Monday, September 10, 2012

The Travel Assignment

Photo by Laura Burns
I have many hobbies, occupations, things I do outside of my daily job. Photography is one of them. For me to call myself a Photographer sounds to me odd and strange and perhaps self aggrandizing. I mean if you ask me about f-stop, my eyes start to glaze and I go, “uh”. If you then ask me the details of my lenses, I will say “um” and look at my camera looking kinda dumb. It isn’t that I can’t figure all that out, it just I just haven’t had time to sit down to learn and apply the terminology. I’d probably take better pictures if I did. What I can do is play with the buttons on my camera and frame it and make it look pretty.

But then, if you ask my husband, I need to add something in front of that “Photographer” moniker. You see, awhile back I did a photo show at the awesome independent bookstore, Constellation Books. You can see some of the photographs I used in the show on my Flickr Page. My good friend, Lauretta Nagle, the store owner, sold several of my pictures. In addition, NASA has used one of my pictures for a poster to promote their social media sites and another picture has been used on’s Cosmic Log. For the latter items, I got photo credit, but no compensation.

If you add all this together, my husband feels I should call myself a “Professional Photographer”. I prefer to call myself someone who likes to take pictures, is pretty decent at it, and sometimes people like to buy those photos or use them in high publicity things. Does that work?

In an effort to ever improve my photography skills, I had the extraordinary pleasure of attending the National Geographic Traveler Photography Seminar: The Travel Assignment at the National Geographic Headquarters in DC.

Our excellent seminar hosts were Dan Westergren and Jim Richardson. They set out telling us that “photography is the language of travel” and to help us to create photographs that better tell a story showing us many fantastic examples.

What amazed me about the seminar, is how much planning and time goes into planning for  the pictures. Some of the photographers have researched over a year before going on location to find that perfect shot. Then, when they get there, they find a great location, then wait. Wait for something interesting to happen. Wait for the light. Wait for just the right shot.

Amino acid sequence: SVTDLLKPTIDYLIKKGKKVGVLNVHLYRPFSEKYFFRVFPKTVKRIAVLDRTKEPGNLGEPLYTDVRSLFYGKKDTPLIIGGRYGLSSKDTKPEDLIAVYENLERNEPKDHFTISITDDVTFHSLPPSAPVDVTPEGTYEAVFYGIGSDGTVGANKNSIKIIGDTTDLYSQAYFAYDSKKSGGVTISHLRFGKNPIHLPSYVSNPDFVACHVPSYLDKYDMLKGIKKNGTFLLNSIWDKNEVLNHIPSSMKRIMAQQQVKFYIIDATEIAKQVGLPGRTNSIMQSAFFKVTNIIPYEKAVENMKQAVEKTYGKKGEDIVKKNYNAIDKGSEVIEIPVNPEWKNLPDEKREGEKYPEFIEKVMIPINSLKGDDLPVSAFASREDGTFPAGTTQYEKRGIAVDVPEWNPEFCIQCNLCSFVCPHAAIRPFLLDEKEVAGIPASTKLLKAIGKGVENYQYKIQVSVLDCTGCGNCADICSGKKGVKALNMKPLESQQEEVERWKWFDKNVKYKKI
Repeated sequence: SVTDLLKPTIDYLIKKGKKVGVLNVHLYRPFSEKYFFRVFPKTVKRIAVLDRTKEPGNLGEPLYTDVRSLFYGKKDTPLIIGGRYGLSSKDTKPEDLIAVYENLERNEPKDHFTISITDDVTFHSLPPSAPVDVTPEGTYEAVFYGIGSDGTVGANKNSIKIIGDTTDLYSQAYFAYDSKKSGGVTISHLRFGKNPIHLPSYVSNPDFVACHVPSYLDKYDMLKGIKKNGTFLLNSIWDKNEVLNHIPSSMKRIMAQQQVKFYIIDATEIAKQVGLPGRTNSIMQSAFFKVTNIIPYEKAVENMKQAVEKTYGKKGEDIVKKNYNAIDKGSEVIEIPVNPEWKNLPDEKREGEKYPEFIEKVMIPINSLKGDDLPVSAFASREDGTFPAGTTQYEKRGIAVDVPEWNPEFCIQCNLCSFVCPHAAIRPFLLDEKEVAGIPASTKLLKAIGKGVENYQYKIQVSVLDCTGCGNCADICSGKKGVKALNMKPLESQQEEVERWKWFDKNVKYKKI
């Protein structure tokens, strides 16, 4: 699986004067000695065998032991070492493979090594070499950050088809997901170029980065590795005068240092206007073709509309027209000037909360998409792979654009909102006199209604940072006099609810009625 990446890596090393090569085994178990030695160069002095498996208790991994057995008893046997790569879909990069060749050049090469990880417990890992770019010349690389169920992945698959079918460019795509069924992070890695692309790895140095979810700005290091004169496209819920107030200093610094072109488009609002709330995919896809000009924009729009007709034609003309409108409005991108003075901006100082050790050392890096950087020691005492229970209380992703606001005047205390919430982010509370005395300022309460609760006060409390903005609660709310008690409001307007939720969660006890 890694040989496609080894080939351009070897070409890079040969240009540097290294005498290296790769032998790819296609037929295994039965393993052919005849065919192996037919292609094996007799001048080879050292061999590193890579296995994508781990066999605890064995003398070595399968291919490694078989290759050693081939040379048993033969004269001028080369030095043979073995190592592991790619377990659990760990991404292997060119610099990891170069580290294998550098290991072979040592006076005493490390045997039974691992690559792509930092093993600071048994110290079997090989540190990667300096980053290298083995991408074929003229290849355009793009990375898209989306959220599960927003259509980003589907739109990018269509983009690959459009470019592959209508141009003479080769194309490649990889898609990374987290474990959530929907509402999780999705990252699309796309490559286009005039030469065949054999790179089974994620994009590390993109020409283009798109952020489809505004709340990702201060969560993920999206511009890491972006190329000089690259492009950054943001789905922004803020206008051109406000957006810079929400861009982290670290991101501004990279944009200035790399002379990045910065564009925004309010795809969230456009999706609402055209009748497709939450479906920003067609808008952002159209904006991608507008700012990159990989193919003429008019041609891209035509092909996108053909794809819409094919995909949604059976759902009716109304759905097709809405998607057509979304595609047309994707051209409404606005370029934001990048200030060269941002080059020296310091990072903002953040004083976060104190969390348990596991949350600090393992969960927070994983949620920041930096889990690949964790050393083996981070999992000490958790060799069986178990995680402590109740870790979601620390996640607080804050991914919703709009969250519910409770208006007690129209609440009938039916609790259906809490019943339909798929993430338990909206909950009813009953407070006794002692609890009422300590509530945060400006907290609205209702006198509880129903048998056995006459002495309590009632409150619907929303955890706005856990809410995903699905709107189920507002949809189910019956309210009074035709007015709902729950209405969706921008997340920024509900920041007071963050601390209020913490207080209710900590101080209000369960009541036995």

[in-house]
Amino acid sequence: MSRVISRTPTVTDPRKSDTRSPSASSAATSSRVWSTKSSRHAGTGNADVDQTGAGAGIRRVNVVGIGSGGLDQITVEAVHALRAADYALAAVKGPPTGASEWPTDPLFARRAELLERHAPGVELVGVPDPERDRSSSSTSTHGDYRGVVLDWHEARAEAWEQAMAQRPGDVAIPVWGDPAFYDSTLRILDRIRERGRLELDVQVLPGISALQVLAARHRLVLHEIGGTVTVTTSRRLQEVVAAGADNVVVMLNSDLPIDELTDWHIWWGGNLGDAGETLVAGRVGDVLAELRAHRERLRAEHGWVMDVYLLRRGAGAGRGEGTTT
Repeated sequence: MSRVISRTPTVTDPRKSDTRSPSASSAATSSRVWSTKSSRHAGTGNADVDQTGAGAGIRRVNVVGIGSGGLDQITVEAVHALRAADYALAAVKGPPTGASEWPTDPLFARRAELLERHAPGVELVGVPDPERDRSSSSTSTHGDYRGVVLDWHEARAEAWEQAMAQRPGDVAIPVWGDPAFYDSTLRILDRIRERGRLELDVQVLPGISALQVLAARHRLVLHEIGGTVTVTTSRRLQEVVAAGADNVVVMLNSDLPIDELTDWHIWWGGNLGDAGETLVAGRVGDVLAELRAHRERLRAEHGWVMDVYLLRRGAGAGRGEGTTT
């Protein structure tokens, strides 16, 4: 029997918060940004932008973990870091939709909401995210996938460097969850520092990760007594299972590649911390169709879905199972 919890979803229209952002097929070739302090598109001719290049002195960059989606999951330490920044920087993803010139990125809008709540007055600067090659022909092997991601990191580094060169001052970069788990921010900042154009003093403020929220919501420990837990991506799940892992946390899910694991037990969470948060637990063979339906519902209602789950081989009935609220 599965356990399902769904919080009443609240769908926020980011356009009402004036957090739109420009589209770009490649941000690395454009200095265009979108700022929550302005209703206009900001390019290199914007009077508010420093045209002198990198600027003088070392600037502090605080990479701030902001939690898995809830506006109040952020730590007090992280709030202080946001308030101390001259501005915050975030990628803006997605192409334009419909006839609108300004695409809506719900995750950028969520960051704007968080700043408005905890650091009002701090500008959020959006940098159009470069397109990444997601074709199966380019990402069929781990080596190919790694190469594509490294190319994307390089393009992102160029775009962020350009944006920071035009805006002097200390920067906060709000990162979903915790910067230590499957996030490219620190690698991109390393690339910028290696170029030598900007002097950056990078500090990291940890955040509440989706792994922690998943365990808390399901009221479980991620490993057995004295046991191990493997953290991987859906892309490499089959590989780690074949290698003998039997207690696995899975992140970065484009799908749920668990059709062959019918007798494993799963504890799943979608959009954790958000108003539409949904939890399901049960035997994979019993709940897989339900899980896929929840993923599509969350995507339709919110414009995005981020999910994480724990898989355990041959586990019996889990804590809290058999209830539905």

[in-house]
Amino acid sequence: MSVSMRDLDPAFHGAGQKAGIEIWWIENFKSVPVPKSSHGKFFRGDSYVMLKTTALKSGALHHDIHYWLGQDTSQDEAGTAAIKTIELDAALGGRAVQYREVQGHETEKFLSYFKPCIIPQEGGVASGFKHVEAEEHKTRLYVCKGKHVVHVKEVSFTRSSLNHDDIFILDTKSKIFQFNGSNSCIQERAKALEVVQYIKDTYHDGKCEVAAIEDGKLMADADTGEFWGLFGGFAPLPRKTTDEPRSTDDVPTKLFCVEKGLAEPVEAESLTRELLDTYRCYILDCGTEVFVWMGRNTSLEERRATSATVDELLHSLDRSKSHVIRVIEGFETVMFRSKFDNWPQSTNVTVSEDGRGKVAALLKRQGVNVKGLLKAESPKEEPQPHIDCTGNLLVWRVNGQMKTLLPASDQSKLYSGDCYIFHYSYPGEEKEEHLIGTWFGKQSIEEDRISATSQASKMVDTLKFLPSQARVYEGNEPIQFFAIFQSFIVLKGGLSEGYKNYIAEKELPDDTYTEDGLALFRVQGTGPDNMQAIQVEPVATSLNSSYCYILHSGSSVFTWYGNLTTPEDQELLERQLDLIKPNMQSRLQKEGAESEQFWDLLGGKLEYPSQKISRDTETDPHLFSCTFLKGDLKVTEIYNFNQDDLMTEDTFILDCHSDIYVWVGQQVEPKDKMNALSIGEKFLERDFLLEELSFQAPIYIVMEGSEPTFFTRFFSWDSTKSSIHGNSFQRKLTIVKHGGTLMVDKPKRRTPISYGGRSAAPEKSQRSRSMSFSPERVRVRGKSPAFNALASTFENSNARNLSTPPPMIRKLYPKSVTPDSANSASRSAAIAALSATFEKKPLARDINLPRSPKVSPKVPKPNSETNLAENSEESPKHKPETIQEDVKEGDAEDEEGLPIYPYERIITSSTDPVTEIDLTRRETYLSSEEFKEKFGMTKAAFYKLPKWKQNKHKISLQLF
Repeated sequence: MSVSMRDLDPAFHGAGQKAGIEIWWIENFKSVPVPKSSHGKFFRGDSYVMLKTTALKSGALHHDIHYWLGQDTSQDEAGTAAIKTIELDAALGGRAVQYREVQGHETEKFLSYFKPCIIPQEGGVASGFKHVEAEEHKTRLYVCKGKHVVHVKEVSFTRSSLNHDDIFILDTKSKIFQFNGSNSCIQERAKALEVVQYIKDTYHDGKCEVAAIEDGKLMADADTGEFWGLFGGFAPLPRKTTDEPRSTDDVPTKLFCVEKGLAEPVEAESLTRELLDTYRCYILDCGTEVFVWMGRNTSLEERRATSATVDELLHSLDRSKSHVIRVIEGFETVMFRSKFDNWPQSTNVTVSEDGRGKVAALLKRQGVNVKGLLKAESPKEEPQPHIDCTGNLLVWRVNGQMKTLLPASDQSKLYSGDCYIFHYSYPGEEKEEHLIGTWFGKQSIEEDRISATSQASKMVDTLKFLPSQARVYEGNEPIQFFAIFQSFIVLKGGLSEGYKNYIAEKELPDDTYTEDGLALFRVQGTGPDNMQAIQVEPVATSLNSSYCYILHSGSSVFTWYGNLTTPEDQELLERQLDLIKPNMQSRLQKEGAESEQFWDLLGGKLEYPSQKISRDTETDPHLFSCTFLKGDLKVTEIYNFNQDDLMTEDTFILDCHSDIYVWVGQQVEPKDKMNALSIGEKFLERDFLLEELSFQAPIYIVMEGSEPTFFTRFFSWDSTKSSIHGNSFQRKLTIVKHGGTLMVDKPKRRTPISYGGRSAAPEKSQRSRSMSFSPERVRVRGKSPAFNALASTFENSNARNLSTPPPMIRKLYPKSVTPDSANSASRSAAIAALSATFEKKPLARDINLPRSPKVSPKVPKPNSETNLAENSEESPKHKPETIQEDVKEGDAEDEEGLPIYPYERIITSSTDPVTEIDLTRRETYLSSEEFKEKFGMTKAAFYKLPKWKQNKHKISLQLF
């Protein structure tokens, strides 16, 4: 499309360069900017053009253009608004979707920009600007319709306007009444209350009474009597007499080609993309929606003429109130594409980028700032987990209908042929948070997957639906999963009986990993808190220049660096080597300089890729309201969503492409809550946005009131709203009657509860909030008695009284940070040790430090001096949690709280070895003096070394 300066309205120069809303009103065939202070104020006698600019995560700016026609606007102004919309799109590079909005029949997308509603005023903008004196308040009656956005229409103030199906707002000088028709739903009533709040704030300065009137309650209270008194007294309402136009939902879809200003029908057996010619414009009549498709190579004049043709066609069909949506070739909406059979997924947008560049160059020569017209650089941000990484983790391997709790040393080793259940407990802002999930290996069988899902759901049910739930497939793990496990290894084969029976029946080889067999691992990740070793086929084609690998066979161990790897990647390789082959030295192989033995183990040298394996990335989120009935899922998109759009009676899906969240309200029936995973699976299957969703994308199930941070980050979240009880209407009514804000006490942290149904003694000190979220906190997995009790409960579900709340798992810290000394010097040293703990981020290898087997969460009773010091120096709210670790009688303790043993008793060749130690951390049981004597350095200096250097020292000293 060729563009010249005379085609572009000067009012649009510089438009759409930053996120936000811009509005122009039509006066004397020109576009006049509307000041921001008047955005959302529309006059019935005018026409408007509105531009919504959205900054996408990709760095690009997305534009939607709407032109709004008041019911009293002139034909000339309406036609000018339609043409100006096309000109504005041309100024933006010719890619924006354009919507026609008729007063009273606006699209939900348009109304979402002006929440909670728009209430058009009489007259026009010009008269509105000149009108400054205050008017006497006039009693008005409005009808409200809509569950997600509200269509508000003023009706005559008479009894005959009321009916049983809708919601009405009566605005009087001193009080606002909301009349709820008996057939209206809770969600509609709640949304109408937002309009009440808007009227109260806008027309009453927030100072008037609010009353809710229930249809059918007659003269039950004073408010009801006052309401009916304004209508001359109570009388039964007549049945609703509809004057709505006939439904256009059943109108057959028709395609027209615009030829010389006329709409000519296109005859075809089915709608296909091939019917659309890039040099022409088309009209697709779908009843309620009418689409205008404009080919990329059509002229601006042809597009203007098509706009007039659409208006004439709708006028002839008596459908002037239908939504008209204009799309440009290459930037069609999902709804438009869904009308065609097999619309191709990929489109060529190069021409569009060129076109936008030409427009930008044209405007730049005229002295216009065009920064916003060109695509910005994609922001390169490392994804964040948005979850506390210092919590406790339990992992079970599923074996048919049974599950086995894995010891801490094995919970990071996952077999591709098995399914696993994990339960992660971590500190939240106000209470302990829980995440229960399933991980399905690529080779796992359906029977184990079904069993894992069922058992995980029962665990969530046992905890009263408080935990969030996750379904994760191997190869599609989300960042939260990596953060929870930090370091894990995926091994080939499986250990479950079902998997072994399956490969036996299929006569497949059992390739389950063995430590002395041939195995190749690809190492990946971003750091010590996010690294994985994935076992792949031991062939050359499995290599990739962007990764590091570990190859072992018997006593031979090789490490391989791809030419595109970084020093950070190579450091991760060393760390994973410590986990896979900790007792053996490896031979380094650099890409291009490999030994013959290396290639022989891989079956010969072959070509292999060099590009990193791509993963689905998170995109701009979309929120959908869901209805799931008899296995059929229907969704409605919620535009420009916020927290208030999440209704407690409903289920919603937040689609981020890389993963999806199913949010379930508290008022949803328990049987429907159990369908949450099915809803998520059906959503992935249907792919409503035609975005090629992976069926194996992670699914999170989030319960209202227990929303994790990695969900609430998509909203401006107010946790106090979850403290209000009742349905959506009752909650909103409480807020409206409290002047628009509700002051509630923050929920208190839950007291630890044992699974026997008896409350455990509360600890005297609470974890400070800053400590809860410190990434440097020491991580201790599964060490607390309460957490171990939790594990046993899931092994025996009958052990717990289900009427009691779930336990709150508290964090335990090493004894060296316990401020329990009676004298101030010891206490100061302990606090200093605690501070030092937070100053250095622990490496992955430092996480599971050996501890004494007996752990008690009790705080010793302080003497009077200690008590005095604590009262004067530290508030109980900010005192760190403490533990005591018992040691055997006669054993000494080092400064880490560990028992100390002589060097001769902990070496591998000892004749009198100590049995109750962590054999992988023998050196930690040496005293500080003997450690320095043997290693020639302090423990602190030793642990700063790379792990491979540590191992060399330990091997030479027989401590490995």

Now they may take hundreds of pictures to get that one shot, but there is still a lot of planning going on. This is not the average tourist’s view of travel. Which is why there are so many snapshots, and fewer photographs.

Going along with this, you need to build a relationship with those you are trying to photograph. You aren’t going to have as much luck if you get a big lens and hang out in the corner and try an photograph people. Get to know the people, try to understand them and what they are going through. Try the food. Get a haircut. Experience the culture. Then once you know something about them, fade into the background and take their picture. It takes practice.

Without giving you a long series of photos, it is hard for me to explain some of the concepts they were explaining to us. One of the big ideas was to capture the sense of place with the photograph. Try to tell a story, or have the viewer ask questions. To try to explain a bit, I have included a picture of mine from Manchu Pichu, Peru I took earlier this year. While this picture doesn’t really show the classic view of the site, I hope that it gives you a feel for Peru.

There were so many other great tips. I have so many notes on portraiture, lighting, what to pack and also importantly what to do in the “real world”. Not everyone has time to research a project for a year and then spend a week at one site finding the right angles. One really cool idea they had was that when you go on a trip, give yourself an assignment. It gives you a focus and gives you a talking point when you approach people.

One of the more interesting aspects of the seminar was when Dan Westergren discussed which of Jim Richardson’s photos were chosen to compliment Jim’s story “A Scottish Obsession.” Jim wasn’t always happy with  which ones were included in print version of the National Geographic Traveler magazine, but there were editorial reasons why each decision was made.  Of note, if you read the iPad version of National Geographic Traveler, you get more pictures and content

Since the Seminar was partially sponsored by Acura, we got a couple of extra perks. We got to take home the hefty book Simply Beautiful Photographs by Annie Griffiths (signed by the seminar leaders) and published by National Greographic. Acura and National Geographic are sponsoring a contest for those of us in the seminar. We have about a month to craft a picture featuring an Acura car in an interesting way, using the lessons from the seminar.

The prize is a $500 gift certificate to a top restaurant.

Does anyone have an Acura I can borrow?